This January 21, just one day after the inauguration of the new US president, Joe Biden, Mexican President Andrés Manuel López Obrador applauded the immigration policies adopted by the new leader of the White House. AMLO celebrated the suspension of the border wall works promoted by Donald Trump and the cessation of the ‘Remain in Mexico’ program, which has left thousands of migrants stranded on the border with the United States.
Joe Biden’s immigration policy begins to be well received in Latin America. And Mexico is one of the nations in the region that will most feel the effects of what may or may not result from the approach of the new US president in this matter.
After his surprising harmony with the former president of the United States, Donald Trump, and it took more than a month to recognize Joe Biden’s victory in the presidential elections, this Thursday the Mexican head of state, Andrés Manuel López Obrador (AMLO) endorsed orders issued by Biden.
With executive orders signed the same day as his inauguration, the White House leader halted the construction of the controversial border wall, suspended deportations for 100 days – albeit with some exceptions – and protected the DACA program. Biden also introduced a bill to make way for millions of undocumented citizens to citizenship.
“We have nothing to object to, on the contrary. We agree that this is what must be done. We see it well, very well,” López Obrador said during a press conference at the National Palace.
The Mexican president stressed that his US counterpart wants to “regularize Mexican residents and residents of other nationalities who are living in the United States” and celebrated that “he will provide facilities” so that the 38 million Mexicans living in that country have “the double nationality”.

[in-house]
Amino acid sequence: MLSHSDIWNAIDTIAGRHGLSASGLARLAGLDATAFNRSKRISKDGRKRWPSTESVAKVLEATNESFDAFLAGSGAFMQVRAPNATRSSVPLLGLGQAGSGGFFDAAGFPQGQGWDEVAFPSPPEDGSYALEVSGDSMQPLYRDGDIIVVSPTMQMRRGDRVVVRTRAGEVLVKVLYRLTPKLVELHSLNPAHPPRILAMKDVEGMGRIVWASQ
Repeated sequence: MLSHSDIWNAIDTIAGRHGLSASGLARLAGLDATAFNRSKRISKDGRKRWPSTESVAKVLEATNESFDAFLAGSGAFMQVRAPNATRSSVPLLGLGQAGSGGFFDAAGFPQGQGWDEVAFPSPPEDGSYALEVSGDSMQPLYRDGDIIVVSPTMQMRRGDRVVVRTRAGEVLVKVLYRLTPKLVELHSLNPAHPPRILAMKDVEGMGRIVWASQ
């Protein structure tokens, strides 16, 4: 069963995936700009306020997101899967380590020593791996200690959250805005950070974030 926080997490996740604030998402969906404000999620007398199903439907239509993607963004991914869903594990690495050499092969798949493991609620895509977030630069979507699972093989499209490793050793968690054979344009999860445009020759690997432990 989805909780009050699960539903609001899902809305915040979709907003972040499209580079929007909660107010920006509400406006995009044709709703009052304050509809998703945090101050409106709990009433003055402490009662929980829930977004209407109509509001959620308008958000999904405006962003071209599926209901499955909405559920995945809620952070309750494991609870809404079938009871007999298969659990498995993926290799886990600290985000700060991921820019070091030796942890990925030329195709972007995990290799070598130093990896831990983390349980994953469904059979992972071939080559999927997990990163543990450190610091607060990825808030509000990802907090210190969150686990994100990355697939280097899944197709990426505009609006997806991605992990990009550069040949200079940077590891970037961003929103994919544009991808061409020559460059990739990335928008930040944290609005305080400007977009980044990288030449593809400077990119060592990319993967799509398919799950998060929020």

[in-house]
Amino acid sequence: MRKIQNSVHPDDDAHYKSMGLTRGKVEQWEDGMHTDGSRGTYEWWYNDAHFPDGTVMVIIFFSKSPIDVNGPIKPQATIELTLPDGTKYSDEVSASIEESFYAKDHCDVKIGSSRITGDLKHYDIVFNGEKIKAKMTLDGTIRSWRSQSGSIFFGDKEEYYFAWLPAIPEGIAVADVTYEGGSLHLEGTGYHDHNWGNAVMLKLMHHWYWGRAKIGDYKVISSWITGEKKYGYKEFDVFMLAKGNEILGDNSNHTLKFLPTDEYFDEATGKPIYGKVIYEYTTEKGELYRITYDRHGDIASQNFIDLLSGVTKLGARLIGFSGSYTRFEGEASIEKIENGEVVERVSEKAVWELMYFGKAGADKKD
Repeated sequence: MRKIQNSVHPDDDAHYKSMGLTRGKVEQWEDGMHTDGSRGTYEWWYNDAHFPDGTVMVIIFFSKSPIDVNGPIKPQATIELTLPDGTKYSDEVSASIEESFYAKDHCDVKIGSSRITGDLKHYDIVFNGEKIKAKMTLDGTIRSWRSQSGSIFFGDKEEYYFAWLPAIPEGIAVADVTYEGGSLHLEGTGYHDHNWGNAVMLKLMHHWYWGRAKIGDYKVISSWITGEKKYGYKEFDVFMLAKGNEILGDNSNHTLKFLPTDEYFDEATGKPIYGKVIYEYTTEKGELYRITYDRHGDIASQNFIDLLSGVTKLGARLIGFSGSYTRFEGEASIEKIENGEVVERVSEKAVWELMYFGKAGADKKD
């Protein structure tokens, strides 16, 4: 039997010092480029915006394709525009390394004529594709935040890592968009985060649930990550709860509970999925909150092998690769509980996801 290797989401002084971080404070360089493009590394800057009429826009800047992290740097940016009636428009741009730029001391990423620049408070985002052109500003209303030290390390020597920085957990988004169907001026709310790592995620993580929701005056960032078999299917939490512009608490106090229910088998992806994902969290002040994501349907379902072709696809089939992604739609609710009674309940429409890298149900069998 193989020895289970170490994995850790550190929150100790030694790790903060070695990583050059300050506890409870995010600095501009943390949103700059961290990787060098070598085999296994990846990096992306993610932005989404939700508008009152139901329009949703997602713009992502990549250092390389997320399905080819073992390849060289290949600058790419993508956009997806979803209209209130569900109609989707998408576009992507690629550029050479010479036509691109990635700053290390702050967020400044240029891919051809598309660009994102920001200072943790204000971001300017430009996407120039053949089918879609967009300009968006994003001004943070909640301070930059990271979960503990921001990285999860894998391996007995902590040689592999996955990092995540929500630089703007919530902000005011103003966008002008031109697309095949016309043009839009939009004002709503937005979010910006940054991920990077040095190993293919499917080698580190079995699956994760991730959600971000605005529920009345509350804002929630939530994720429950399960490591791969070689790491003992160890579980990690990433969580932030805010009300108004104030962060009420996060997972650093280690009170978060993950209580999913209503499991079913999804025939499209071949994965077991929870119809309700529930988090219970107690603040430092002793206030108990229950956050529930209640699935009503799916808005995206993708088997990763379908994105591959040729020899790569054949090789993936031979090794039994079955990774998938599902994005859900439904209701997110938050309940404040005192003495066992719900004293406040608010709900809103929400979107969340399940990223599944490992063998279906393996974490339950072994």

The new Executive suspends the ‘Remain in Mexico’ program
The United States Department of Homeland Security suspended on the first day of the Biden Administration the Migrant Protection Protocols (MPP) program, known as ‘Remain in Mexico’, which forces asylum seekers on US soil to wait for their processing in Mexican territory, which has stranded thousands of migrants at the border.
Biden suspends the #MPP program starting tomorrow.
This is a good first step to reform our asylum system. The “Remain in Mexico” policy only pushed people to horrible living areas along the border without the needed support to complete an application for relief. pic.twitter.com/JUAxChXAJ9
– Sam Cervantes 💡 (@s_crvnts) January 21, 2021
The program was suspended from this Thursday, January 21. However, current non-essential travel restrictions due to the Covid-19 pandemic will remain in effect, according to a statement from the agency. “All current MPP participants should remain where they are, pending further official information from US government officials,” the department said.
The official statement also explains that President Biden’s executive orders granting legal status to undocumented migrants do not apply to people in this program, because they are not in the United States. ‘Remain in Mexico’ was implemented in January 2019 and promoted by then-President Trump.
11 million undocumented people are one step closer to citizenship
One of the measures most awaited by the Hispanic community is an immigration bill that Biden presented on his first day in office, which, if approved in Congress, would give free access to citizenship to at least 11 million undocumented people in the country.
This process would take approximately eight years, but for some migrants the so-called ‘Green card’ would be automatic, according to the vice president, Kamala Harris, indicated days before taking office.
According to Harris, for those who are already beneficiaries of the Deferred Action (DACA) programs, aimed at those who came to the United States as children, and for those who enjoy Temporary Protected Status (TPS), which covers to thousands of people who are victims of conflicts, many of them from El Salvador, the regularization of their immigration status would be much faster.
If this measure is endorsed by both houses of the US Congress, it will be the biggest step to regularize the immigration status of people without papers since the amnesty that then-President Ronald Reagan granted to three million people in 1986.
With Reuters, EFE and local media